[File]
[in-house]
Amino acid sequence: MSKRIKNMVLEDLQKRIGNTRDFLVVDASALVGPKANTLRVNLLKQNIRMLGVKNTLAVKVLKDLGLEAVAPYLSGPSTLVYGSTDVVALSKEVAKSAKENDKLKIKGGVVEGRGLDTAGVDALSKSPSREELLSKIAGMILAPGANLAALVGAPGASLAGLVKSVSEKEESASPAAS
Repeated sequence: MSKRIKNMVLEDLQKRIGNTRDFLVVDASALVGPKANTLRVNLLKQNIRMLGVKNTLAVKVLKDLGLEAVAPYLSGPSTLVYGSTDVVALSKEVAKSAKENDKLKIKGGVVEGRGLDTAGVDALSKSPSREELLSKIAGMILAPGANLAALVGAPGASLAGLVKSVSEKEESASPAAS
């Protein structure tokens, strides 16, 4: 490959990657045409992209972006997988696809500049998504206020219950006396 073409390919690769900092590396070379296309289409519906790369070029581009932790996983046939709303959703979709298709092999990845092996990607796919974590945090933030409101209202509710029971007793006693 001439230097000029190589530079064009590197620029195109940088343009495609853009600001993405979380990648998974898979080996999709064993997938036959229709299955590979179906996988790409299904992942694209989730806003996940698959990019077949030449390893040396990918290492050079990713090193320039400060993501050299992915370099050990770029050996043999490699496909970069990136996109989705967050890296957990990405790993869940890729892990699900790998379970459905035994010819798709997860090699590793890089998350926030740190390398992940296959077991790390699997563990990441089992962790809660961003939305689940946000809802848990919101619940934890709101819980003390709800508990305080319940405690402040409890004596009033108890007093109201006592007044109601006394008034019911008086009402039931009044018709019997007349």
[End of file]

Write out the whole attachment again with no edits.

[in-house]
Amino acid sequence: MSKRIKNMVLEDLQKRIGNTRDFLVVDASALVGPKANTLRVNLLKQNIRMLGVKNTLAVKVLKDLGLEAVAPYLSGPSTLVYGSTDVVALSKEVAKSAKENDKLKIKGGVVEGRGLDTAGVDALSKSPSREELLSKIAGMILAPGANLAALVGAPGASLAGLVKSVSEKEESASPAAS
Repeated sequence: MSKRIKNMVLEDLQKRIGNTRDFLVVDASALVGPKANTLRVNLLKQNIRMLGVKNTLAVKVLKDLGLEAVAPYLSGPSTLVYGSTDVVALSKEVAKSAKENDKLKIKGGVVEGRGLDTAGVDALSKSPSREELLSKIAGMILAPGANLAALVGAPGASLAGLVKSVSEKEESASPAAS
């Protein structure tokens, strides 16, 4: 490959990657045409992209972006997988696809500049998504206020219950006396 073409390919690769900092590396070379296309289409519906790369070029581009932790996983046939709303959703979709298709092999990845092996990607796919974590945090933030409101209202509710029971007793006693 001439230097000029190589530079064009590197620029195109940088343009495609853009600001993405979380990648998974898979080996999709064993997938036959229709299955590979179906996988790409299904992942694209989730806003996940698959990019077949030449390893040396990918290492050079990713090193320039400060993501050299992915370099050990770029050996043999490699496909970069990136996109989705967050890296957990990405790993869940890729892990699900790998379970459905035994010819798709997860090699590793890089998350926030740190390398992940296959077991790390699997563990990441089992962790809660961003939305689940946000809802848990919101619940934890709101819980003390709800508990305080319940405690402040409890004596009033108890007093109201006592007044109601006394008034019911008086009402039931009044018709019997007349």